Officials Tackling Regional Heroin Epidemic



Social workers in Southwest Florida want more resources to treat drug addicts while law enforcement officials want the better fight narcotics from even entering the country. At a roundtable held by U.S. Rep. Vern Buchanan, R-Sarasota, calls for better prevention and treatment were voiced, and while officials claim progress in combating heroin use in the past year, finding a solution for growing use of the drug in this region remains elusive. “This is an issue that affects everyone, rich and poor,” Buchanan said.

State Attorney Ed Brodsky said one of the greatest needs at a federal level is for improved border control. “We need to do more to prevent this getting into the United States or into the community,” he said. Those comments were echoed by Sarasota Police Chief Bernadette DiPino, who said police here are trying to stop dealers from getting drugs into the region. She said efforts need to focus on lower-level drugs like marijuana as well, which she said serves as a gateway to harder drugs like heroin.

But at the same time, Public Defender Larry Eger said drug abuse isn’t simply a matter of law enforcement. “I have been arguing this is a public health issue,” Eger said. Differing with police, he said the community would be better off with all narcotics legalized and regulated, and that some social programs like drug court would be more effectively if addicts weren’t being treated like criminals and getting screened out of programs.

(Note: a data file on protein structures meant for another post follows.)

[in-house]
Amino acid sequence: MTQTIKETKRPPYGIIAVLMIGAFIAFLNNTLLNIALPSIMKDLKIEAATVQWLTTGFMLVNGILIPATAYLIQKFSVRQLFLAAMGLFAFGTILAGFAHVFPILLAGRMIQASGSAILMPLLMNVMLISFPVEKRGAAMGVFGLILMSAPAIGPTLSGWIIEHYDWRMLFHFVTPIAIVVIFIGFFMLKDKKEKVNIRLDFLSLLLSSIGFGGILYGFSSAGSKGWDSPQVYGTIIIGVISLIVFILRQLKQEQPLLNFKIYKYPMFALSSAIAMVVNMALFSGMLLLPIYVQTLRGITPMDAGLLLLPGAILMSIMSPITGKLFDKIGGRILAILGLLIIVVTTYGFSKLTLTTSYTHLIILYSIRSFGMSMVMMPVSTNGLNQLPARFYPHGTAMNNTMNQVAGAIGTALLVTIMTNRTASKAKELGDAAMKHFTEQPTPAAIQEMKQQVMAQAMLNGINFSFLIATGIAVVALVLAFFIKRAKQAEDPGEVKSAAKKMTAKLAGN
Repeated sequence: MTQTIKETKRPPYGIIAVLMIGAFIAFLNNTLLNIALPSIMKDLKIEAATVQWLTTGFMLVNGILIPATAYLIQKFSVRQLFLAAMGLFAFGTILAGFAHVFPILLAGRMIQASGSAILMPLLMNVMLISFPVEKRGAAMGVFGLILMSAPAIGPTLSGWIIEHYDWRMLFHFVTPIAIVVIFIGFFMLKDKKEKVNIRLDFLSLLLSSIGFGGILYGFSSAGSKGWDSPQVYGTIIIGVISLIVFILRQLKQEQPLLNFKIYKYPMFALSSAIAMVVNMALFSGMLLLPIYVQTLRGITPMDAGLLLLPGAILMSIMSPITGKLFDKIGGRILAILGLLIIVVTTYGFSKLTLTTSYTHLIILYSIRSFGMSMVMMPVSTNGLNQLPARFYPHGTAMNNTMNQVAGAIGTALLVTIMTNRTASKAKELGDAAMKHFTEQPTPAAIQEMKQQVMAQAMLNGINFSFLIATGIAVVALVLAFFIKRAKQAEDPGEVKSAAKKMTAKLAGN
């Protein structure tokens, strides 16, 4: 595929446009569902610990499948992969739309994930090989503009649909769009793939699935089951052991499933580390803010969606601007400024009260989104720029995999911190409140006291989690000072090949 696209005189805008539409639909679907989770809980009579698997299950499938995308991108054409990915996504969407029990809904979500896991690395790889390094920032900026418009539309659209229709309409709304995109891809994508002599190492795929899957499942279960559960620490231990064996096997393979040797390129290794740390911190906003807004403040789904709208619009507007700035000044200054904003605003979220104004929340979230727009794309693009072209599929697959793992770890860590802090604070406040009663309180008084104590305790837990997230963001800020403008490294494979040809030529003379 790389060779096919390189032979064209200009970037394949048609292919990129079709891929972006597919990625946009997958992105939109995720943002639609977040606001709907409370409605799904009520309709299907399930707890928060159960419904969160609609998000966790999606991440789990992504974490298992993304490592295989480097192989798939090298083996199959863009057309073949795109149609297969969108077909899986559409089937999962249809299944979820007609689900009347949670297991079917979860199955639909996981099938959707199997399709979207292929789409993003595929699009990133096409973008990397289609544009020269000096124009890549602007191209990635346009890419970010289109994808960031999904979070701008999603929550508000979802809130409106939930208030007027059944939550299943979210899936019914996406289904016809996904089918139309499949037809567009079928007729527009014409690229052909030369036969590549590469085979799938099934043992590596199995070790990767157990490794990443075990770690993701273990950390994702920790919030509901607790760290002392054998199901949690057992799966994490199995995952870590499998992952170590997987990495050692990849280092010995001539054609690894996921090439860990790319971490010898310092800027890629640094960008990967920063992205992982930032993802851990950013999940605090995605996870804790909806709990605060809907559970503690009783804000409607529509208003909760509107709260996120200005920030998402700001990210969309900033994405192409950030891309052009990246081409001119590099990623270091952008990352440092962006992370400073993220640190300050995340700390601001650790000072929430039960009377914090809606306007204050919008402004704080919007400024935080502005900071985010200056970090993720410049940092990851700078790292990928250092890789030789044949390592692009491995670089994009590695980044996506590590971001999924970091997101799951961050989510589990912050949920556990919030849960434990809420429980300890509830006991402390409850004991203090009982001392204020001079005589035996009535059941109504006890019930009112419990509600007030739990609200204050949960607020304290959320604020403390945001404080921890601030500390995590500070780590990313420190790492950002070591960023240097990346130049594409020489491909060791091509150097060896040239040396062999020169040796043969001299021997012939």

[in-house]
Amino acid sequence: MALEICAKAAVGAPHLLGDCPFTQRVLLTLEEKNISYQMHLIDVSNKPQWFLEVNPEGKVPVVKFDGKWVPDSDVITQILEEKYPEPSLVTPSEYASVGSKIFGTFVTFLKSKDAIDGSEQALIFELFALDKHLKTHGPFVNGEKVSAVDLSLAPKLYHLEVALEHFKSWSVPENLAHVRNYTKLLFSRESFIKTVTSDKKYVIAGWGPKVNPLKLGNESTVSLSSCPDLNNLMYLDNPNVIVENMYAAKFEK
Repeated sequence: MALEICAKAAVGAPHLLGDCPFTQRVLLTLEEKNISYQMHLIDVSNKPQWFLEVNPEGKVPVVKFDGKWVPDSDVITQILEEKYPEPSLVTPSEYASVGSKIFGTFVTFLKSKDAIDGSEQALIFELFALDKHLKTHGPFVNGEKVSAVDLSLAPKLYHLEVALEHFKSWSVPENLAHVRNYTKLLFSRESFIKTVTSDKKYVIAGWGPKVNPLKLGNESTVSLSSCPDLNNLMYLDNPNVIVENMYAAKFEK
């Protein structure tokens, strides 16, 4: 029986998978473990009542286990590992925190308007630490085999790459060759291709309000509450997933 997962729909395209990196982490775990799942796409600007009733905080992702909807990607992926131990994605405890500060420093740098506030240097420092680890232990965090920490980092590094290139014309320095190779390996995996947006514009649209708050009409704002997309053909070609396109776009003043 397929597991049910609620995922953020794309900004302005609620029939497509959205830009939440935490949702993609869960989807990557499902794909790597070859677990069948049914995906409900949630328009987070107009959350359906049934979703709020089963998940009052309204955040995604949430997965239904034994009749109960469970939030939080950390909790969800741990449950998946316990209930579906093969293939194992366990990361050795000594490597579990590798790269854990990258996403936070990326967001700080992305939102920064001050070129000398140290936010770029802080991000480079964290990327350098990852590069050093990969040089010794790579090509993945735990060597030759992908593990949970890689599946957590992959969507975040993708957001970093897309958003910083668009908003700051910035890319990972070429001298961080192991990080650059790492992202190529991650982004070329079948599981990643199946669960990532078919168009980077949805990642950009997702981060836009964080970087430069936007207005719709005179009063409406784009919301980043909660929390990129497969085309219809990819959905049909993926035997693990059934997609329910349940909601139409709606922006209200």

Manatee County has seen a decline from 21 working mills down to 9, according to Drug Free Manatee Executive Director Sharon Kramer. But most at the roundtable acknowledged a side effect of curbing pill mills in the region has been a rise in heroin abuse as addicts turned to less reputable sources for a high.

Kevin DiLallo, CEO for Manatee Memorial Hospital, said they has been progress over the last year. While the emergency room at his institution was at one point seeing as many as five drug overdose cases a day, there is now less than one overdose a day on average. The hospital over the course of 2015 treated a total of 269 drug overdoses, and DiLallo credited a successful methadone clinic facility as one tool helping people break a deadly habit. Paul Sutton, executive director of the Sarasota Coalition on Substance Abuse, said programs developed at the Salvation Army have seen tremendous success by providing treatment beds where police can take addicts instead of sending them into the hospital and then to jail.

Buchanan in the U.S. House is co-sponsoring the Comprehensive Addiction and Recovery Act to address the problem, and he anticipates similar legislation to be filed in the Senate as soon as this week. He expects a bipartisan solution to pass out of Congress this year. “We can see at the expense of life, heroin is the most addictive drug in the world,” he said.

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